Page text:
Now, Shaolin is taught across the world with vastly differing methodologies. For example, in Dengfeng, the town surrounding the Shaolin Temple, it’s taught with a focus on traditional kung fu forms and Sanda kickboxing sparring. In this way, it retains the ancient teachings (or the spirit of Shaolin) while still being useful for combat sports and military/law enforcement (the end careers of most Shaolin graduates in China.)

Taekwondo

Taekwondo flying kick
Ranking FactorScore
Realistic Training
Sparring & Competition✱✱✱✱✱
Mulitple Attackers✱✱✱
Limiting Ruleset
Complete Skillset

Taekwondo Score

11/25

Taekwondo is a Korean martial art that developed after world war 2. Rather than continuing to practice Japanese karate after having been occupied by Japan during WW2, the Koreans wanted a martial art that was their own. Tang Soo Do, and Taekwondo were the result. Both relied heavily on karate techniques and katas but focused on kicking techniques to differentiate themselves from the Japanese style. For example, earlier Korean martial arts, such as Taekkyon, were also leg-based, so this made sense.

Today Taekwondo is practiced widely and has been an Olympic sport since the Sydney Olympics in 2000, so competition is an integral part of Taekwondo. However, Taekwondo’s reliance on kicks as its primary form of attack leaves it ineffective in many self-defense or street fight situations. “Crowd the kicker” is a common strategy to deal with a taekwondo fighter; simply by getting close and throwing punches, a taekwondo proponent is left vulnerable because he can’t kick someone so close.

Tai Chi Chuan (Taiji or Taijiquan)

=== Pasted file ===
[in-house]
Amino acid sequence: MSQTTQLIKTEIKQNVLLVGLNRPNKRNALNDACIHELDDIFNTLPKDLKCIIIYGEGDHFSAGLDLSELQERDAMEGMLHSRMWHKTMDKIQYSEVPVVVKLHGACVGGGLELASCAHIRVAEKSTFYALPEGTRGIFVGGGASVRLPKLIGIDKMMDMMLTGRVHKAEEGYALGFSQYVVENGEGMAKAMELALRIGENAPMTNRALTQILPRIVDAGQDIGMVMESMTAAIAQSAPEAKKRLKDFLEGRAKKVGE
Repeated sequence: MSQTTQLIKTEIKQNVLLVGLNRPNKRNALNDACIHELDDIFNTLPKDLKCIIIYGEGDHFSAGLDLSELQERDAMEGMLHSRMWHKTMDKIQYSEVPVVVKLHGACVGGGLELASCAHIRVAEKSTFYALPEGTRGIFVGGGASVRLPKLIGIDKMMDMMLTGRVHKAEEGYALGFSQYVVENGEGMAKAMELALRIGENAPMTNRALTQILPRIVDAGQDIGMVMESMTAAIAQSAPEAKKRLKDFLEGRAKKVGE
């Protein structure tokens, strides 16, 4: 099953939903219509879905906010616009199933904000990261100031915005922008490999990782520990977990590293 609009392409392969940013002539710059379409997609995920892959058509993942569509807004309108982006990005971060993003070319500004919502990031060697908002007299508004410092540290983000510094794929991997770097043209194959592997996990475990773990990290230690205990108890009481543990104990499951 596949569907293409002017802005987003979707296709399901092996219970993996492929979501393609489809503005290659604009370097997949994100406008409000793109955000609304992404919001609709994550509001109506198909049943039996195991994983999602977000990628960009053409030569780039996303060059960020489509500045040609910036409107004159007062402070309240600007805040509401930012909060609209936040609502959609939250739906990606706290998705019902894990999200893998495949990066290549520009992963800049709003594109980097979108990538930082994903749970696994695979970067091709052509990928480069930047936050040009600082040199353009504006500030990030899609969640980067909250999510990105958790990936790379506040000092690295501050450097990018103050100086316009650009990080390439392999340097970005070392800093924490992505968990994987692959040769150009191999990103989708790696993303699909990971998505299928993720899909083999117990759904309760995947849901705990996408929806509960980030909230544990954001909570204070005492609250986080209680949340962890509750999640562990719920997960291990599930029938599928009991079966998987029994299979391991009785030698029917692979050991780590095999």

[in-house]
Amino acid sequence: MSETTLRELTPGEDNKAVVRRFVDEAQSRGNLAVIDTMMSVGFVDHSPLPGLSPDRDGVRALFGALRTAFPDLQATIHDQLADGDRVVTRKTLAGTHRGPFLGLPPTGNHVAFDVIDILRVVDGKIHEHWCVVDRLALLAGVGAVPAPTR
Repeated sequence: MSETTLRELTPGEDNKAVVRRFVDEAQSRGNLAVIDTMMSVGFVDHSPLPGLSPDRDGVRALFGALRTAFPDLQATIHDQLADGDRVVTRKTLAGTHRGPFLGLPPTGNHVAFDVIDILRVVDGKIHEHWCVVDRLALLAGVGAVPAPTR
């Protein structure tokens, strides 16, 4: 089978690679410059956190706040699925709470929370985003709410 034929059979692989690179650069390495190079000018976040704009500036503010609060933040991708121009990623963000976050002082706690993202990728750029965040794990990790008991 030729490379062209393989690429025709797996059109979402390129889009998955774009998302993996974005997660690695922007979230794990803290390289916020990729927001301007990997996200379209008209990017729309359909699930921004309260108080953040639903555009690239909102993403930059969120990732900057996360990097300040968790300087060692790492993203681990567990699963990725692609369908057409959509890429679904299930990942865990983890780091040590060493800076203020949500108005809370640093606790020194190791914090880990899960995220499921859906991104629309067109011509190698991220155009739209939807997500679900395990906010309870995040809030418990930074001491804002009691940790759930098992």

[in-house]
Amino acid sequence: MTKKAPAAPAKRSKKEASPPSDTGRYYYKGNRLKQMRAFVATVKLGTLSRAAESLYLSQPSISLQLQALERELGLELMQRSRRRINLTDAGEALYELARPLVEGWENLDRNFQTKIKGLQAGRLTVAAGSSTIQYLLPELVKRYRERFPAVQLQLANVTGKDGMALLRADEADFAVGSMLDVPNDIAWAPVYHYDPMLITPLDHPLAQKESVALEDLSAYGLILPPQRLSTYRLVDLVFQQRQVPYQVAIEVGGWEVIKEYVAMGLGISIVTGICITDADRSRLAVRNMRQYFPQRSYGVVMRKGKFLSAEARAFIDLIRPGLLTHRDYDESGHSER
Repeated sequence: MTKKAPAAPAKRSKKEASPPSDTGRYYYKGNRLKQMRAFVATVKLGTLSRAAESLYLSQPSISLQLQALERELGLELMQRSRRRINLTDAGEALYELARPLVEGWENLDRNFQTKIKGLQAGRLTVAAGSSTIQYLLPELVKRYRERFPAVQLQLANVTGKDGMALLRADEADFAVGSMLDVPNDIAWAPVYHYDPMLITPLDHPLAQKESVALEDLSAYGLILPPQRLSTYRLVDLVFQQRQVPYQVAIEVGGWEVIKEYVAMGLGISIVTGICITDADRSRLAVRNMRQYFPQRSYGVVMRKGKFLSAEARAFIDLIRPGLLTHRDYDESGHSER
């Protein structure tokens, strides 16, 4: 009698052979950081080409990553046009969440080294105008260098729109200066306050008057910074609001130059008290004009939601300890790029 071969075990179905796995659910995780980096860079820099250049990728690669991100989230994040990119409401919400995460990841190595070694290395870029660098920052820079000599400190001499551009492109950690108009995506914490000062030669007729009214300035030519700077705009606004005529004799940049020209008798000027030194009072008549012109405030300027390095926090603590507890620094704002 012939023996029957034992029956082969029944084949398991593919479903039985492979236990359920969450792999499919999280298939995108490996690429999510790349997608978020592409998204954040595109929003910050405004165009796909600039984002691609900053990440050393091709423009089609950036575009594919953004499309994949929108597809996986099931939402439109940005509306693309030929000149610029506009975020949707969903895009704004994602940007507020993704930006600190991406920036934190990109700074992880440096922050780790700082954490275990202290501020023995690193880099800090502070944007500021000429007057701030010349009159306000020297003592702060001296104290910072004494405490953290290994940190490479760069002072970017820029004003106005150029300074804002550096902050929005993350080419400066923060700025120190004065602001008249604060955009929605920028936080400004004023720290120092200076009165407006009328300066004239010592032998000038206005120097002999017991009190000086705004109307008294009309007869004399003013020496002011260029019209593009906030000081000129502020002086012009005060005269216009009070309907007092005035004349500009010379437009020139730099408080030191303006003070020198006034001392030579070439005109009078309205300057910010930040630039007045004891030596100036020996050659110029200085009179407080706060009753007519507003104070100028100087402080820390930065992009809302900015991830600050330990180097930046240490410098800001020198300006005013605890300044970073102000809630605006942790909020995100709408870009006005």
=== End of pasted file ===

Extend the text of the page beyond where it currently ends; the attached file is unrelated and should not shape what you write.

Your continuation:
What Martial Art? Tai Chi
Ranking FactorScore
Realistic Training
Sparring & Competition
Mulitple Attackers
Limiting Ruleset✱✱✱
Complete Skillset✱✱

Tai Chi Score

8/25

You may not see tai chi as a martial art worthy of a place on any self-defense list but hear me out! Most forms of tai chi practiced in tai chi classes today are just health exercises, but some styles and schools still train martial applications and even sparring during class.

I studied Chen style in Beijing for many years and would always return home with bruises after class. This type of tai chi is a close-quarter fighting system, similar to wrestling, where most of the combat is done in the clinch. Throws, joint locks, and strikes are used to defeat the opponent. See Chen Ziqiang as an excellent example of tai chi combat in action. But tai chi has some apparent weaknesses, there’s no ground game, strikes are minimal, and competitions are sporadic.

Wing Chun

Wing Chun Kung Fu
Ranking FactorScore
Realistic Training✱✱✱
Sparring & Competition✱✱
Mulitple Attackers✱✱✱
Limiting Ruleset✱✱✱
Complete Skillset✱✱✱

Wing Chun Score

14/25